I was debating for awhile whether to write a money post at all, but decided to for several reasons. Firstly, some variation of “How much did it all cost?” is a question we hear pretty frequently. Secondly, talking about one's finances publicly was odd to me, but by not saying anything people seemed to think we had to be millionaires to have afforded our trip. Thirdly, when we were in the planning stages of our trip, we found RTW blogs with Money/Costs/Finances sections to be the very best resource for estimating our budget. Hopefully this page will illustrate just how affordable such a trip can be and help travelers plan for their own RTW trip.
From day one of our trip, we kept track of everything we spent. Every transaction was recorded under one of six categories. Accomodation is a pretty straightforward. Food includes all our meals, the hundreds of bottled drinks we bought, every single little snack, you get the point. Transportation includes everything from rickshaw rides to flights (international airfares are not included, since they cannot be attributed to a single country, but I have tallied them in another table below). Communication includes internet, phones, postcards, magazines, newspapers, etc. Discretionary refers to any discretionary spending like tours, entry fees, gifts and souvenirs, clothes, activities, basically anything we didn't have to spend money on. Necessities, on the other hand, include everything we had to buy but doesn't fit any other category: sundries and toiletries, batteries, laundry, anything medical, and so on.
The below tables are what we spent on our trip, which may or may not be typical. The data reflects our unique travel style and spending habits. The tables also contain some apparent anomalies, which is why we've written some extra notes below. Typical or atypical, I hope that the below tables are informational and helpful.
AVERAGE DAILY EXPENSES
*Average of entire trip, not average of country averages.
The notes below should explain two things:
1. What we got for the money we spent. For instance, we had similar daily averages in Bolivia and Thailand, but we spent more freely and got much more for our money in Thailand.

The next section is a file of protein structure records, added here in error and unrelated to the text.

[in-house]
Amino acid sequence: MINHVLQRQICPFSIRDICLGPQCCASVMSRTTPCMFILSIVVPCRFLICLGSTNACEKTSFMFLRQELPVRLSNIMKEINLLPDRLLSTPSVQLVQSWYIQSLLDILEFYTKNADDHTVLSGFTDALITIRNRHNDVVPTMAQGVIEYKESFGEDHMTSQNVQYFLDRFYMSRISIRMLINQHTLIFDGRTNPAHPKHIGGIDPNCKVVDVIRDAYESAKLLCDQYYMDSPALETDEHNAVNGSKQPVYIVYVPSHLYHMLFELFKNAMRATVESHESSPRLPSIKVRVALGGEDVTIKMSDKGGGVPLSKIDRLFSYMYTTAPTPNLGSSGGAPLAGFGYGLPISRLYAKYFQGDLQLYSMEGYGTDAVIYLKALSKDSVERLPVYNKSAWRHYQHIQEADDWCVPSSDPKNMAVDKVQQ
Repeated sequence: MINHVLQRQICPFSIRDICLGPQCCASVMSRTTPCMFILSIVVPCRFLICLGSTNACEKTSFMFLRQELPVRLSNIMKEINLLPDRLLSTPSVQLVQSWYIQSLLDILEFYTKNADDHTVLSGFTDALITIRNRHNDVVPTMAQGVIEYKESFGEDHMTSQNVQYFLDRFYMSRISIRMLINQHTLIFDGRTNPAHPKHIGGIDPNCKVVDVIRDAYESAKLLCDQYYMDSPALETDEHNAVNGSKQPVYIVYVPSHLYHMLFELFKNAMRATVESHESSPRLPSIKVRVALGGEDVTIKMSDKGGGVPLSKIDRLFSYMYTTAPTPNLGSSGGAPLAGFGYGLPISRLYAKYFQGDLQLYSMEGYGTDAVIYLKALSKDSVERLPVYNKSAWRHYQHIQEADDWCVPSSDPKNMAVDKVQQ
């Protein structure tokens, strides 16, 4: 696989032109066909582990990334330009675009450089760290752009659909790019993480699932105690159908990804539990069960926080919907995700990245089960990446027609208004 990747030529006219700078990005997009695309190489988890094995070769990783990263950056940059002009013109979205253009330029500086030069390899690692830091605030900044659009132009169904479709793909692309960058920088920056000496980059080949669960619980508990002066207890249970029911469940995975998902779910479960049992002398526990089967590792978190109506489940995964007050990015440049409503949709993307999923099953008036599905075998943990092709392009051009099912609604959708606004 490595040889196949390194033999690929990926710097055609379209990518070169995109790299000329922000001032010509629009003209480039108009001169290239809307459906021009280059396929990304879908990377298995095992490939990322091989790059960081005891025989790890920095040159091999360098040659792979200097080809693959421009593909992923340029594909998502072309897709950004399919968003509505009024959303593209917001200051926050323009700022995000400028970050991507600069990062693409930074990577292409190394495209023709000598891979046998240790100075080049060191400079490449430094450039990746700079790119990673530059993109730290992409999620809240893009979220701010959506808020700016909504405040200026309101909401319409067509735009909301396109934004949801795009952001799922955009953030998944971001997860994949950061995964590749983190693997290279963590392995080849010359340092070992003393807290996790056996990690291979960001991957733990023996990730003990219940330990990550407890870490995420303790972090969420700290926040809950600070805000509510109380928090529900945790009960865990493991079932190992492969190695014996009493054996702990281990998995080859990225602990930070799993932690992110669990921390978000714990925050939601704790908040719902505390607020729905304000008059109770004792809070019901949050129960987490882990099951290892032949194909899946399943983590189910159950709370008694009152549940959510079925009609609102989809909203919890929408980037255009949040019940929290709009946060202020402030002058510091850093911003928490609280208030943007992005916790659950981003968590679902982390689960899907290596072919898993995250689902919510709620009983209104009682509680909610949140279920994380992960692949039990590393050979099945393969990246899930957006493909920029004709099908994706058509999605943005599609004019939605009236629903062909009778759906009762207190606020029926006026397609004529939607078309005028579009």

2. I want to explain any anomalies, like why Europe looks cheap or Indonesia expensive.
Europe: If the table makes Europe look incredibly cheap, that is because three of our four weeks in Europe were with Matt's family, who generously paid most of our expenses. Thus, the data is actually more representative of 10 days in Europe rather than the 27 we were there for. We stayed in private rooms in budget hotels/hostels and mostly ate out at the cheapest options available or self-catered.
India: As both tables illustrate, India is incredibly cheap. We traveled mid-range (good classes of bus/train and one flight) and usually slept a few notches above budget. Other than that, we spent pretty freely; eating, drinking, and buying without reservations.
Maldives: We averaged $140 per day during our seven days in the Maldives. It was above our budget, but it was our honeymoon splurge and I think a good value. Nice room on the beach, three meals a day each, unlimited snorkeling, and a few inter-island excursions as well.
Nepal: Another super cheap country. Accommodation was definitely not super nice, but we didn't stay in the cheapest places either. In our daily averages, you may notice that Nepal ranks at or near the bottom for every category except one: food. Much of our three week trek was in remote areas where food prices were fixed at relatively high prices. Still Nepal was very, very cheap considering our totals and how free spending we were.
Thailand: Perhaps the best value of anywhere. For not too much money, you can enjoy a good quality of life/travel. Good food, clean places to sleep, fun stuff to do. We mostly ate street-food and at small places, stayed a couple rungs up from the cheapest sleeps, and traveled as cheaply as we could (although the most budget travel in Thailand is nicer than any options in most nations). Our necessities include some medical stuff (also a good value) and our discretionary includes a trek and massage class. Some of our expenses may be a little off due to the time in Thailand with Matt's parents. You can see from our accommodation spending that we did not foot the bill for places like the Oriental...thanks mom and dad! Overall, we didn't spend nearly as freely in Thailand as in South Asia, but for budget travelers its still a good value.
Laos: One of the poorest and least developed countries we visited, Laos is just plain cheap. Food, accommodation, transportation- there's not too much of anything above the most basic budget options. Spent freely- nice rooms, real restaurants, and street food cuz its delicious.
Cambodia: More developed that Laos, but just as cheap. Again, even “mid-range” restaurants and hotels we frequented were super-cheap. Biggest expenses were Angkor Wat passes and a bunch of souvenirs to send home. Didn't need to watch our spending here.
Malaysia: A relatively developed country, we really had to lower our sleeping standards to stay on budget. Like usual, we often paid a few extra bucks to upgrade from the bare bones options, but still shared a bathroom in a couple cities. Great values can be had for about double what we averaged. We ate street-food and from small restaurants. Food is cheap. Our budget for Malaysia is off-the-charts because we both took dive courses, we had three flights (trip to Borneo), and we did a ton of diving, plus had doctor and dentist visits. Malaysia was expensive for us, but if you like diving its a great place.